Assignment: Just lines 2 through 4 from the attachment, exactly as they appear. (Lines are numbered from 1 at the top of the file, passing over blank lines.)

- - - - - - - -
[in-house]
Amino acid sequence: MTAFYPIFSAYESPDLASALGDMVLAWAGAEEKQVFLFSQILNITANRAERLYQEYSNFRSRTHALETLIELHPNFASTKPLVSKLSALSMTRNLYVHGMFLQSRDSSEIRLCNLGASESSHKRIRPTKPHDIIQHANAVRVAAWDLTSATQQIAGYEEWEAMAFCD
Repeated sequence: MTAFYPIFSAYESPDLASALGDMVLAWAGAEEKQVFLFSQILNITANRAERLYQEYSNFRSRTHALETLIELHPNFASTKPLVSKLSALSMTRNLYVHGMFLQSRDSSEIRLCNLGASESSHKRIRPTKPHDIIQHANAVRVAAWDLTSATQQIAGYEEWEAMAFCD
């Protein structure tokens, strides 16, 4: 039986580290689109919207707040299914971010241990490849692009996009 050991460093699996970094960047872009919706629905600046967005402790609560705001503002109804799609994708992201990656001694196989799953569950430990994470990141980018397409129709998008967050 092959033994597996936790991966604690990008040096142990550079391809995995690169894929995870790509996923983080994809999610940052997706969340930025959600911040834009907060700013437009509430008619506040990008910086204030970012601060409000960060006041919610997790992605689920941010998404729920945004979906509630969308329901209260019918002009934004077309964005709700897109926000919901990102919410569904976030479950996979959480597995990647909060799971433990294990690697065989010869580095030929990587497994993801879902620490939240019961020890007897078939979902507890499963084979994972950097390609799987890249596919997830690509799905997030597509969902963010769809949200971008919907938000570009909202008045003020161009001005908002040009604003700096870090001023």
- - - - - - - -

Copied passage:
Amino acid sequence: MTAFYPIFSAYESPDLASALGDMVLAWAGAEEKQVFLFSQILNITANRAERLYQEYSNFRSRTHALETLIELHPNFASTKPLVSKLSALSMTRNLYVHGMFLQSRDSSEIRLCNLGASESSHKRIRPTKPHDIIQHANAVRVAAWDLTSATQQIAGYEEWEAMAFCD
Repeated sequence: MTAFYPIFSAYESPDLASALGDMVLAWAGAEEKQVFLFSQILNITANRAERLYQEYSNFRSRTHALETLIELHPNFASTKPLVSKLSALSMTRNLYVHGMFLQSRDSSEIRLCNLGASESSHKRIRPTKPHDIIQHANAVRVAAWDLTSATQQIAGYEEWEAMAFCD
């Protein structure tokens, strides 16, 4: 039986580290689109919207707040299914971010241990490849692009996009 050991460093699996970094960047872009919706629905600046967005402790609560705001503002109804799609994708992201990656001694196989799953569950430990994470990141980018397409129709998008967050 092959033994597996936790991966604690990008040096142990550079391809995995690169894929995870790509996923983080994809999610940052997706969340930025959600911040834009907060700013437009509430008619506040990008910086204030970012601060409000960060006041919610997790992605689920941010998404729920945004979906509630969308329901209260019918002009934004077309964005709700897109926000919901990102919410569904976030479950996979959480597995990647909060799971433990294990690697065989010869580095030929990587497994993801879902620490939240019961020890007897078939979902507890499963084979994972950097390609799987890249596919997830690509799905997030597509969902963010769809949200971008919907938000570009909202008045003020161009001005908002040009604003700096870090001023």